Exxon stands as the tallest lightning rod for critics who say the oil industry is profiting at consumers’ expense, and parting payments to its former chairman and chief executive, Lee Raymond, have provoked criticism. Exxon officials said they don’t expect the political anger toward the industry to let up soon. Citing coming midterm congressional elections, Kenneth Cohen, Exxon’s vice president for public affairs, said: “It seems as if in some of the tight races some of the candidates are trying to run against us instead of their opponent.”
To protect its tax loopholes, avoid anti-trust and environmental regulators in the years ahead, Exxon needs to spread some of that cash to the campaign funds of its political allies in Washington. Take John Carter, for example. He has already received $1,000 from Exxon’s corporate PAC this campaign cycle, and more is expected in the coming months, as he faces a brisk challenge from Democrat Mary Beth Harrell. According to MoveOn.org:
Since 1990, Big Oil has given more than $190 million to members of Congress and 75% ($142,635,314!) of those donations have gone to Republicans. Those donations guarantee an energy policy that serves the oil industry’s interests over the public interest.
Our dependence on oil and the corporations that bring it to us is why the United States fights in the Middle East. It is why global climate change threatens our very way of life. And it threatens to make those who don’t own Exxon stock into peasants, beholden to the oil lords who hold title to our property and dreams.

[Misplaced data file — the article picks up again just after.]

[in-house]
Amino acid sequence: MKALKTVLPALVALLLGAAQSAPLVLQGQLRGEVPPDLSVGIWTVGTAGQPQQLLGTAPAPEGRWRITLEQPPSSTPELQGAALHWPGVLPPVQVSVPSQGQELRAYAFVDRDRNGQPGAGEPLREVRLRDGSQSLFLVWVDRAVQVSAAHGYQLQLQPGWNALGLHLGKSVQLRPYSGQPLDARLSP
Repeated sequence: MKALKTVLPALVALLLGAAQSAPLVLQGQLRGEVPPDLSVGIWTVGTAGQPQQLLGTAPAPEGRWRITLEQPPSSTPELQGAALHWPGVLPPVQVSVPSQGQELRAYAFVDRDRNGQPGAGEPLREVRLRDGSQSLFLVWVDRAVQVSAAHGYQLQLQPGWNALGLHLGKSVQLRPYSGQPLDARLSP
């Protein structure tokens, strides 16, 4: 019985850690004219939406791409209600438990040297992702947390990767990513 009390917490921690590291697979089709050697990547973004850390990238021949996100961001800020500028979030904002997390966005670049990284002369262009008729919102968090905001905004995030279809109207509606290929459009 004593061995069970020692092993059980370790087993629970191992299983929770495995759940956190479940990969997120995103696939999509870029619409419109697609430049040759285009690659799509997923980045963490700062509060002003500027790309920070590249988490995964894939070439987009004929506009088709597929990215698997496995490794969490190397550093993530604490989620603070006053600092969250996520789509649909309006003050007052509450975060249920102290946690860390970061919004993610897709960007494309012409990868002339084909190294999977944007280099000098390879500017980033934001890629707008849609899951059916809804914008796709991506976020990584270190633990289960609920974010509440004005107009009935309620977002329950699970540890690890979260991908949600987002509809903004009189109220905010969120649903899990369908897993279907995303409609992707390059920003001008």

Yes, this is a post about how rotten it is that John Carter votes for his own financial interest ahead of the interests of his constituents. To break free of this servitude, however, we must do more than eject all the oily sycophants in Congress. We must face up to our addiction to oil and take immediate, drastic steps to reduce our consumption. How many miles do you drive each month? How fuel efficient are the vehicles you drive? What steps do you take to conserve?
Visuals always help:
AN ESPECIALLY BIG CON: The TTC/Trans-Texas Corridor
(ironically, a “corrida” is a bull fight or bull runâ€”and “bull” is the word!)
In addition to the other tollroad legislation, our current representative, Mike Krusee, orchestrated another huge tollroad schemeâ€”The Trans-Texas Corridorâ€”and the residents of Williamson County are the ones who will be gored!
1. It won’t solve the congestion problem.
The Trans-Texas Corridor (TTC) is a quarter-mile wide super toll road/railroad swath that is proposed to cross eastern Williamson County. Its location, far east of the major urban areas, will not provide adequate relief for the congestion in the urban areas.
3. It robs farmland.
The land they propose to take for this project is some of the most productive farmland in the world. To construct this toll corridor, under the guise of eminent domain, a massive land grab is proposed which will take large tracts of this fertile farm land from small Texas farmers and give it to private, foreign interests instead (i.e. Cintra). They plan not only to take land for the corridor itself but also adjoining land!
4. It robs jobs.
Taking land for the TTC takes away the means of local Texan livelihood and then blocks the local population out of any benefits. This proposal by TTC supporters, including our current representative, is truly unconscionable. In its reality, the TTC will just be a superconduit to outsource jobs to Mexico…jobs we need HERE and cannot afford to outsource simply to fatten foreign tollroad corporations.